Connie Morella served as an ambassador in Paris. Helen Bentley became a consultant to the port of Baltimore. Wayne Gilchrest opened an environmental education center on the Eastern Shore. Former members of Congress from Maryland, they rebounded from election losses to find new ways to continue their service. And several of them now report a kind of relief at having left the endless fundraising, the unrelenting schedule and the partisan rancor behind. "When you take inventory, after you've been through it all, you'll find that life is quite nice," says Morella, 81, the Montgomery County Republican who spent 16 years in the House and now heads a bipartisan organization of former lawmakers.
BUSINESS
By Candus Thomson, The Baltimore Sun | May 27, 2012
The Baltimore Sun's front page on July 22, 1959, carried the news accompanied by a six-column photo: The world's first nuclear-powered cargo ship had been launched at Camden, N.J. The christening of the $47 million N/S Savannah was bigger than news about legislation to extend the GI Bill of Rights, bigger than a Cape Canaveral rocket launch, bigger, even, than a federal court ruling to allow the steamy novel "Lady Chatterley's Lover" to be sent...
FEATURES
Candus Thomson and The Baltimore Sun | May 22, 2012
Helen Delich Bentley served five terms in Congress, was chairwoman of the Federal Maritime Commission and has the Port of Baltimore named for her. So you'd think that at the National Maritime Day celebration last Saturday (5/19) in Baltimore everybody would be on board with that chunk of information, right David Matsuda? Not quite. The head of the U.S. Maritime Administration called her, “Helen Detrick Bentley,” before handing off to his boss, Transportation Secretary Ray LaHood, who entered Congress in 1995, the year Bentley departed.
NEWS
By Frederick N. Rasmussen and Frederick N. Rasmussen,fred.rasmussen@baltsun.com | January 16, 2010
Irvin F. Kemp Jr., a retired WMAR-TV film editor whose career spanned more than 30 years, died Jan. 9 of lung cancer at his Parkville home. He was 84. Mr. Kemp, the son of a plumber and a homemaker, was born in Baltimore and raised in Hamilton. After graduating from Polytechnic Institute, Mr. Kemp was drafted into the Army in 1942. He served as a military policeman, as part of an engineering unit and as a truck driver in Europe. He was discharged in 1946. After the war, Mr. Kemp went to work as a machinist in the experimental laboratory at the old Glenn L. Martin Co. plant in Middle River.
NEWS
By Frederick N. Rasmussen and Frederick N. Rasmussen,Sun Reporter | October 24, 2007
Mary A. Pyles, a well-known veteran Dundalk political campaign director who also enjoyed sewing theatrical costumes, died of renal failure Sunday at her grandson's home in Englewood, Fla. She was 87. Mary Ann Zinach was born in Slovan, Pa., the seventh of 12 children. She was the daughter of Serbian immigrant parents, and later moved with her family to Weirton, W.Va., where she graduated from high school and attended community college. In 1939, she married Ralph Pyles; seven years later, the couple moved to Dundalk when they both took jobs at Bethlehem Steel's Sparrows Point plant.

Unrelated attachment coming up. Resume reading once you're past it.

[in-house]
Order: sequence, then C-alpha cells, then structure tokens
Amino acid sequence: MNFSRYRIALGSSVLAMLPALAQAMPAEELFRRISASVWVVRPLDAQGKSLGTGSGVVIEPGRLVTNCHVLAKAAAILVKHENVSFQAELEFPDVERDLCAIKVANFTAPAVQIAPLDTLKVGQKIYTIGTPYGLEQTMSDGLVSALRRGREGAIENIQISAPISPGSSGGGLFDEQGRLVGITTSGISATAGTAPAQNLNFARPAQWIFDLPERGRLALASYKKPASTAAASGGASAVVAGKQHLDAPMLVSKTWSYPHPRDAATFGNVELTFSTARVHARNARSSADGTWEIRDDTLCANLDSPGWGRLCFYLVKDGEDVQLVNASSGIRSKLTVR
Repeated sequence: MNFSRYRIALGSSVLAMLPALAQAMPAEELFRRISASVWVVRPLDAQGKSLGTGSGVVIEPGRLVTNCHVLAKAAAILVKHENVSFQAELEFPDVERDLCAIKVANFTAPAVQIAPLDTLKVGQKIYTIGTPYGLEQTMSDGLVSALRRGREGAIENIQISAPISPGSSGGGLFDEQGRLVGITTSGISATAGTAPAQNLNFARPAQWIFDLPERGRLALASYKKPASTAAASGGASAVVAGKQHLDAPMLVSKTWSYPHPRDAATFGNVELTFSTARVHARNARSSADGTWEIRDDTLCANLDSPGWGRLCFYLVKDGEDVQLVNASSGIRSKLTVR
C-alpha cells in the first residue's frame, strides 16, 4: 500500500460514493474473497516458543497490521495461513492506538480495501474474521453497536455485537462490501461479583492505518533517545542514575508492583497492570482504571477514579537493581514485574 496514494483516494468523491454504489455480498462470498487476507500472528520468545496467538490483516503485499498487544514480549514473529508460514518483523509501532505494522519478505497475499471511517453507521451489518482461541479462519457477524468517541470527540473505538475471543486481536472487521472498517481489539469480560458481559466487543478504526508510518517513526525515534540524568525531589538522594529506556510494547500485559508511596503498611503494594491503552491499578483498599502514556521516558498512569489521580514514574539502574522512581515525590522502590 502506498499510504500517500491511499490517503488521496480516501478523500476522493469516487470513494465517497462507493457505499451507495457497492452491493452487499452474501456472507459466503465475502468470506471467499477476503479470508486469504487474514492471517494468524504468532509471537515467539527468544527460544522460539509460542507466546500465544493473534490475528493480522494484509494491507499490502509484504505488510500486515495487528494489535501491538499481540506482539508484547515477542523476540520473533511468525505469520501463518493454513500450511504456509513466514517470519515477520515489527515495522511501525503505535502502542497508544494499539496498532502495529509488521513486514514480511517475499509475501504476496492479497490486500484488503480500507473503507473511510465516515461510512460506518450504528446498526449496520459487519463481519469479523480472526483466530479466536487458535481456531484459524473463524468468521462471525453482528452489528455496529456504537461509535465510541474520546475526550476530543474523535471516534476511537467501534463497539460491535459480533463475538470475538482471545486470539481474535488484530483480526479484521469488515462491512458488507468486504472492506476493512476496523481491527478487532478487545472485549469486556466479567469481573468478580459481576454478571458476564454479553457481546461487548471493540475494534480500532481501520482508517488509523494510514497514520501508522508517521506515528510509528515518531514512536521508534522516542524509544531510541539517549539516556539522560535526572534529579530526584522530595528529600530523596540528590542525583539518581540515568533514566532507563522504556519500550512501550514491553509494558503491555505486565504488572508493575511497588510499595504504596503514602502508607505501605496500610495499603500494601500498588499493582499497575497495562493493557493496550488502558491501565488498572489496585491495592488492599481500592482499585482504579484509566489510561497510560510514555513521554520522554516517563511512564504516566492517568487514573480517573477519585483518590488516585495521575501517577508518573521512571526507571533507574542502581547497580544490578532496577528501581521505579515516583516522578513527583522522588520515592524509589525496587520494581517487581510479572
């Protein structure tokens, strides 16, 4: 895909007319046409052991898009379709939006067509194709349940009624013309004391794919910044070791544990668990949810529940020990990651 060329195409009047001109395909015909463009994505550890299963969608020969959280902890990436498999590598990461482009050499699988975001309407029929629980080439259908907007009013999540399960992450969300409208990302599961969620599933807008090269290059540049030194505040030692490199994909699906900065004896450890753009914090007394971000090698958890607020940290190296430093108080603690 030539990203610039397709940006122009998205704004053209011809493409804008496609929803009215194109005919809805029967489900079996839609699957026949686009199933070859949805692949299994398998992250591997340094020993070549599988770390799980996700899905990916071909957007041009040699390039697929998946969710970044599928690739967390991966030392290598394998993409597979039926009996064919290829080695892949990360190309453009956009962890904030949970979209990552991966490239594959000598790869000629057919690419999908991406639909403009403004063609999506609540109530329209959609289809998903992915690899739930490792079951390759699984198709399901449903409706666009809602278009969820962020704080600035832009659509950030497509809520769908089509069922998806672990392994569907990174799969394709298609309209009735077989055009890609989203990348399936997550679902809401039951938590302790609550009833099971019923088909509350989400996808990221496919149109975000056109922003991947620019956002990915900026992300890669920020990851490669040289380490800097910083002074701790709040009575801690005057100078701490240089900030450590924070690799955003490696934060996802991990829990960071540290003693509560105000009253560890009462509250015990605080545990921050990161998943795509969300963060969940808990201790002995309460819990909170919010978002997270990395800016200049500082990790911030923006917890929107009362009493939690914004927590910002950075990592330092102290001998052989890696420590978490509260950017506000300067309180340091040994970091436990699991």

NEWS
December 15, 2006
Shirley A. Hull, a retired bank worker and secretary who had been active in Republican politics, died of a heart attack Sunday at her Forest Hill home. She was 67. Born Shirley A. Roberts in Baltimore, she was raised on Valley Street. She was a 1957 graduate of Seton High School and attended business school for two years. She worked for Equitable Trust Co. and Maryland National Bank for 30 years in customer records and computer programming. After leaving the bank in the early 1990s, she worked as a secretary and in the financial operations of Helen Bentley & Associates in Lutherville, a firm headed by former Rep. Helen Delich Bentley.
NEWS
March 2, 1997
Record needs straightening on GOP racesBarry Rascovar's comments on the GOP gubernatorial primary contest ("The GOP's questers should think again," Feb. 9) contained two misleading statements and an element of truth.First, it was Ellen Sauerbrey, not Helen Bentley, who first entered the 1994 gubernatorial race.Second, the populist opposition to the selection of Bobby Neall as state senator was motivated more by his perceived ethical obtusity than by ideology. These concerns were raised in The Sun only after his selection was a fait accompli.
NEWS
By DAN RODRICKS | August 12, 1994
Will the policy of Baltimore's new police commissioner to have officers change posts every few years, regardless of performance, lead to an exodus of experienced cops?Here's a partial answer: Gary Childs is gone. Yesterday was his first day on the job as an investigator for the Carroll County state's attorney.For the last several years, he had been one of the city's top detectives, solving dozens of murders and logging amazing numbers of hours chasing good and bad leads on countless cases.
BUSINESS
By MEREDITH COHN and MEREDITH COHN,SUN REPORTER | June 2, 2006
The port of Baltimore was renamed last night for Helen Delich Bentley, whose work on its behalf over a half-century as a journalist, legislator and consultant was born of a devotion to the city's waterfront instilled by her mother, who'd arrived by steamship. Gov. Robert L. Ehrlich Jr. officially named the state's public marine terminals the "Helen Delich Bentley Port of Baltimore" yesterday evening, creating a permanent legacy for the former congresswoman. The governor made the announcement at the South Locust Point cruise ship terminal during the port of Baltimore's 300th anniversary fundraising gala, the centerpiece of a campaign to raise the profile of the industrial facility that employs thousands and contributes millions of dollars to the economy.